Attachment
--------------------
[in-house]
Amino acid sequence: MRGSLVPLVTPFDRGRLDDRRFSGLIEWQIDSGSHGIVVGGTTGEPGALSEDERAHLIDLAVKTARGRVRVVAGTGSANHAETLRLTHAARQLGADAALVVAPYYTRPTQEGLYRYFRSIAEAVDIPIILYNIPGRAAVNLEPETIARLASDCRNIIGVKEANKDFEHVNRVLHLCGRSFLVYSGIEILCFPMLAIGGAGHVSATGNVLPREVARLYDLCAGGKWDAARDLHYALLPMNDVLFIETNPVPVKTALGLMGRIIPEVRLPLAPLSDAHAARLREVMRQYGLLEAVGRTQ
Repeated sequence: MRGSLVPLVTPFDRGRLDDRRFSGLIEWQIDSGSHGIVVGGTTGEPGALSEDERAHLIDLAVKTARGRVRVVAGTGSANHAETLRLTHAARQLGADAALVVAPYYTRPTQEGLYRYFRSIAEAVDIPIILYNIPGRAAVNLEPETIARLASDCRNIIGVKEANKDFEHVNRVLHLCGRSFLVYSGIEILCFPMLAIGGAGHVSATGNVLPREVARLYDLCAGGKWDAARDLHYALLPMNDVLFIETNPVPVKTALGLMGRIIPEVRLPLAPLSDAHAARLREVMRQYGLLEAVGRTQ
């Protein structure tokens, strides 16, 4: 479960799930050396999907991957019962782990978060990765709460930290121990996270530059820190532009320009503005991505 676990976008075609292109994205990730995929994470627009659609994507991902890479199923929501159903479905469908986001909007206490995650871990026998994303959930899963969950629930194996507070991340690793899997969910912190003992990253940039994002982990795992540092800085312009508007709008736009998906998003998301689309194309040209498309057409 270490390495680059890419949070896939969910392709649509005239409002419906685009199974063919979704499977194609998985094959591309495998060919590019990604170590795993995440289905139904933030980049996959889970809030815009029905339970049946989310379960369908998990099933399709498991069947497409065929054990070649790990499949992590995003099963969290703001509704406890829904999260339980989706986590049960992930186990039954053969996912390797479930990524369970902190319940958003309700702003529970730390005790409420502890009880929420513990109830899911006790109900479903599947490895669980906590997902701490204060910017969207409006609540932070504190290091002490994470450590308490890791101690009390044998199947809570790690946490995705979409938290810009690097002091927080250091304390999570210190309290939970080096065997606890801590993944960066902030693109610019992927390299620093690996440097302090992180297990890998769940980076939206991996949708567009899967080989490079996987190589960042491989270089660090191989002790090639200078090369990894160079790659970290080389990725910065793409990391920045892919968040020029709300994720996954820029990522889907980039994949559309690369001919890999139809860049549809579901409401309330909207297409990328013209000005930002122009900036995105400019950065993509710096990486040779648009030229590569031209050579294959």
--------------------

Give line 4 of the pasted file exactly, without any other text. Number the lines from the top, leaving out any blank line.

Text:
């Protein structure tokens, strides 16, 4: 479960799930050396999907991957019962782990978060990765709460930290121990996270530059820190532009320009503005991505 676990976008075609292109994205990730995929994470627009659609994507991902890479199923929501159903479905469908986001909007206490995650871990026998994303959930899963969950629930194996507070991340690793899997969910912190003992990253940039994002982990795992540092800085312009508007709008736009998906998003998301689309194309040209498309057409 270490390495680059890419949070896939969910392709649509005239409002419906685009199974063919979704499977194609998985094959591309495998060919590019990604170590795993995440289905139904933030980049996959889970809030815009029905339970049946989310379960369908998990099933399709498991069947497409065929054990070649790990499949992590995003099963969290703001509704406890829904999260339980989706986590049960992930186990039954053969996912390797479930990524369970902190319940958003309700702003529970730390005790409420502890009880929420513990109830899911006790109900479903599947490895669980906590997902701490204060910017969207409006609540932070504190290091002490994470450590308490890791101690009390044998199947809570790690946490995705979409938290810009690097002091927080250091304390999570210190309290939970080096065997606890801590993944960066902030693109610019992927390299620093690996440097302090992180297990890998769940980076939206991996949708567009899967080989490079996987190589960042491989270089660090191989002790090639200078090369990894160079790659970290080389990725910065793409990391920045892919968040020029709300994720996954820029990522889907980039994949559309690369001919890999139809860049549809579901409401309330909207297409990328013209000005930002122009900036995105400019950065993509710096990486040779648009030229590569031209050579294959």